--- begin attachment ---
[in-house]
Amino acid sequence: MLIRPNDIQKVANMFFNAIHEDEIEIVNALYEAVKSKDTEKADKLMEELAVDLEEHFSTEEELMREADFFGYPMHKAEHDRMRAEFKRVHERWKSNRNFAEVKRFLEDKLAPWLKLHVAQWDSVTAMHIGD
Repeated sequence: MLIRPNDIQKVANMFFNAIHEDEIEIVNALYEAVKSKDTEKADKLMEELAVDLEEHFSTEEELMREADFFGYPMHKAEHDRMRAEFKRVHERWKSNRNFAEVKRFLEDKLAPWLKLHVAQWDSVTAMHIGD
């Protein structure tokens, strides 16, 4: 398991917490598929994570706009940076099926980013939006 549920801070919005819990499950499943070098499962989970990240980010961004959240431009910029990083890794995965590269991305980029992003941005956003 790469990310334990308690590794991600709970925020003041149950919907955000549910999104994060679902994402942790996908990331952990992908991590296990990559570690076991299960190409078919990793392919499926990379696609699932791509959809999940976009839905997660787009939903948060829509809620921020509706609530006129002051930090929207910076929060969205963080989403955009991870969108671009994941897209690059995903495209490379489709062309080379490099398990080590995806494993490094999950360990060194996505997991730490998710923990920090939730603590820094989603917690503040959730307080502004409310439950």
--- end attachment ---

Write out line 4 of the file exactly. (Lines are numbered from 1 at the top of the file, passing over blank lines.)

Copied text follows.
């Protein structure tokens, strides 16, 4: 398991917490598929994570706009940076099926980013939006 549920801070919005819990499950499943070098499962989970990240980010961004959240431009910029990083890794995965590269991305980029992003941005956003 790469990310334990308690590794991600709970925020003041149950919907955000549910999104994060679902994402942790996908990331952990992908991590296990990559570690076991299960190409078919990793392919499926990379696609699932791509959809999940976009839905997660787009939903948060829509809620921020509706609530006129002051930090929207910076929060969205963080989403955009991870969108671009994941897209690059995903495209490379489709062309080379490099398990080590995806494993490094999950360990060194996505997991730490998710923990920090939730603590820094989603917690503040959730307080502004409310439950």